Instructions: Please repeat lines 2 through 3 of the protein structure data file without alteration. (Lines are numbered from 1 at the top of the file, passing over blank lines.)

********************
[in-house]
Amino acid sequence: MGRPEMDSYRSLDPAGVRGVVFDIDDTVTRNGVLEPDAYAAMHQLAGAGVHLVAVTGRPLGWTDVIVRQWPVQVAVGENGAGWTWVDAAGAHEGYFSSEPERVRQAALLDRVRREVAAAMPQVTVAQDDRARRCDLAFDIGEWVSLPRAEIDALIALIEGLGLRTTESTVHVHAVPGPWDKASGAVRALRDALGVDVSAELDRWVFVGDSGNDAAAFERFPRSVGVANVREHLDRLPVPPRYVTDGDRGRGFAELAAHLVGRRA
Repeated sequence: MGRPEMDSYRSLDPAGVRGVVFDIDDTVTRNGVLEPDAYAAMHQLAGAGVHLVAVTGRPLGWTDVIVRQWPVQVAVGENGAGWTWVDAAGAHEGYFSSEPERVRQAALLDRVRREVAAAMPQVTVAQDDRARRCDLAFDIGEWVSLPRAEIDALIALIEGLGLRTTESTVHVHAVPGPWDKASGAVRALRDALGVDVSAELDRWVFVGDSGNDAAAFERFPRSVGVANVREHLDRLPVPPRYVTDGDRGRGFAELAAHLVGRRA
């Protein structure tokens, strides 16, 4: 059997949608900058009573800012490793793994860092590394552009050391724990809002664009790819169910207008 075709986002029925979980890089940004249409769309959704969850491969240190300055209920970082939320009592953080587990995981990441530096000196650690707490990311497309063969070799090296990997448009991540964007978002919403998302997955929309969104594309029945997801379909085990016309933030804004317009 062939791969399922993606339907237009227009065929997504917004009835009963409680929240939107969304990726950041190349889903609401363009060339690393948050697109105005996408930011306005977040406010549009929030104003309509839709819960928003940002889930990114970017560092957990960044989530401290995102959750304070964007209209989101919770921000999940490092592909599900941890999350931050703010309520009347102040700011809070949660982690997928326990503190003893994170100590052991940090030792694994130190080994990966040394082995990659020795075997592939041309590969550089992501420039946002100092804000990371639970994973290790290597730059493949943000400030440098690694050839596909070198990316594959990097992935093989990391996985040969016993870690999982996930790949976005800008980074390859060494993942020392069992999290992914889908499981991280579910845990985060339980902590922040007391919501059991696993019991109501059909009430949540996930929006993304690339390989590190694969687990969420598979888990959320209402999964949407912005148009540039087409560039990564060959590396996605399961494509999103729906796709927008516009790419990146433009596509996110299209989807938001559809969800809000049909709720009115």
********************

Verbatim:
Amino acid sequence: MGRPEMDSYRSLDPAGVRGVVFDIDDTVTRNGVLEPDAYAAMHQLAGAGVHLVAVTGRPLGWTDVIVRQWPVQVAVGENGAGWTWVDAAGAHEGYFSSEPERVRQAALLDRVRREVAAAMPQVTVAQDDRARRCDLAFDIGEWVSLPRAEIDALIALIEGLGLRTTESTVHVHAVPGPWDKASGAVRALRDALGVDVSAELDRWVFVGDSGNDAAAFERFPRSVGVANVREHLDRLPVPPRYVTDGDRGRGFAELAAHLVGRRA
Repeated sequence: MGRPEMDSYRSLDPAGVRGVVFDIDDTVTRNGVLEPDAYAAMHQLAGAGVHLVAVTGRPLGWTDVIVRQWPVQVAVGENGAGWTWVDAAGAHEGYFSSEPERVRQAALLDRVRREVAAAMPQVTVAQDDRARRCDLAFDIGEWVSLPRAEIDALIALIEGLGLRTTESTVHVHAVPGPWDKASGAVRALRDALGVDVSAELDRWVFVGDSGNDAAAFERFPRSVGVANVREHLDRLPVPPRYVTDGDRGRGFAELAAHLVGRRA